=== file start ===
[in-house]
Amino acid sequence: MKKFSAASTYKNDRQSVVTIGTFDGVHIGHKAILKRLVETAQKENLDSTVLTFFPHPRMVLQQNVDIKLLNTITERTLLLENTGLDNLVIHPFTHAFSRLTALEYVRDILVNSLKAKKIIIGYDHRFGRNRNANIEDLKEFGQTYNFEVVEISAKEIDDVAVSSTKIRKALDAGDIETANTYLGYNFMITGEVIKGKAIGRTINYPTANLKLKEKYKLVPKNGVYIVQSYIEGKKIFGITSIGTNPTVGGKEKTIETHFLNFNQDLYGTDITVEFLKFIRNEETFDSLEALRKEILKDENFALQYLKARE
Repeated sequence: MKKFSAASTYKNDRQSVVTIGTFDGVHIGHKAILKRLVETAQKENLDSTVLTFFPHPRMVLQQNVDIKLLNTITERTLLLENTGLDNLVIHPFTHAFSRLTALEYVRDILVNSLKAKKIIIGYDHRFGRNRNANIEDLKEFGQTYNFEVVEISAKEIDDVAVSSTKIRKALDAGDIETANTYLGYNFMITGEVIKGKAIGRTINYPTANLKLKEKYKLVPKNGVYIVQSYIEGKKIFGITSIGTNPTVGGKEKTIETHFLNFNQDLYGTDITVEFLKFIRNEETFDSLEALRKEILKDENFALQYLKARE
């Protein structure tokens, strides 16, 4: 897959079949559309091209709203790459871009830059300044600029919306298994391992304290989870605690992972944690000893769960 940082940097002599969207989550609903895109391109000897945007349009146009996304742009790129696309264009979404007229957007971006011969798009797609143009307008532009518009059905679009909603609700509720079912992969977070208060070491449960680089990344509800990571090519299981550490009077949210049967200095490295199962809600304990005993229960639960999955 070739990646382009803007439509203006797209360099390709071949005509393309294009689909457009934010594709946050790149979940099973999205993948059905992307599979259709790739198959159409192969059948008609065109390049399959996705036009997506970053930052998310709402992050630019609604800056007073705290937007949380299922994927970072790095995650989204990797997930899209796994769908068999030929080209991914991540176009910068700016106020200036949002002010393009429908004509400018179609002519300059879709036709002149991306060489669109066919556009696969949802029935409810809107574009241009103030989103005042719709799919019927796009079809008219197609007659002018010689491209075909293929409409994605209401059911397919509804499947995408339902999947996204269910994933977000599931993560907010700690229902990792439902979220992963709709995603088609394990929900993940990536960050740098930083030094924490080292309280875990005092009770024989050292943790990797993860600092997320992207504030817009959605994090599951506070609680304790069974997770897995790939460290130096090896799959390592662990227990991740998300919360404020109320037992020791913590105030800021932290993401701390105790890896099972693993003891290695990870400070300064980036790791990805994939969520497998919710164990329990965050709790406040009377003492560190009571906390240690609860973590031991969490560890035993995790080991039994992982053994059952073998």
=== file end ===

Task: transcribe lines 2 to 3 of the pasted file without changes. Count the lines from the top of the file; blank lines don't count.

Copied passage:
Amino acid sequence: MKKFSAASTYKNDRQSVVTIGTFDGVHIGHKAILKRLVETAQKENLDSTVLTFFPHPRMVLQQNVDIKLLNTITERTLLLENTGLDNLVIHPFTHAFSRLTALEYVRDILVNSLKAKKIIIGYDHRFGRNRNANIEDLKEFGQTYNFEVVEISAKEIDDVAVSSTKIRKALDAGDIETANTYLGYNFMITGEVIKGKAIGRTINYPTANLKLKEKYKLVPKNGVYIVQSYIEGKKIFGITSIGTNPTVGGKEKTIETHFLNFNQDLYGTDITVEFLKFIRNEETFDSLEALRKEILKDENFALQYLKARE
Repeated sequence: MKKFSAASTYKNDRQSVVTIGTFDGVHIGHKAILKRLVETAQKENLDSTVLTFFPHPRMVLQQNVDIKLLNTITERTLLLENTGLDNLVIHPFTHAFSRLTALEYVRDILVNSLKAKKIIIGYDHRFGRNRNANIEDLKEFGQTYNFEVVEISAKEIDDVAVSSTKIRKALDAGDIETANTYLGYNFMITGEVIKGKAIGRTINYPTANLKLKEKYKLVPKNGVYIVQSYIEGKKIFGITSIGTNPTVGGKEKTIETHFLNFNQDLYGTDITVEFLKFIRNEETFDSLEALRKEILKDENFALQYLKARE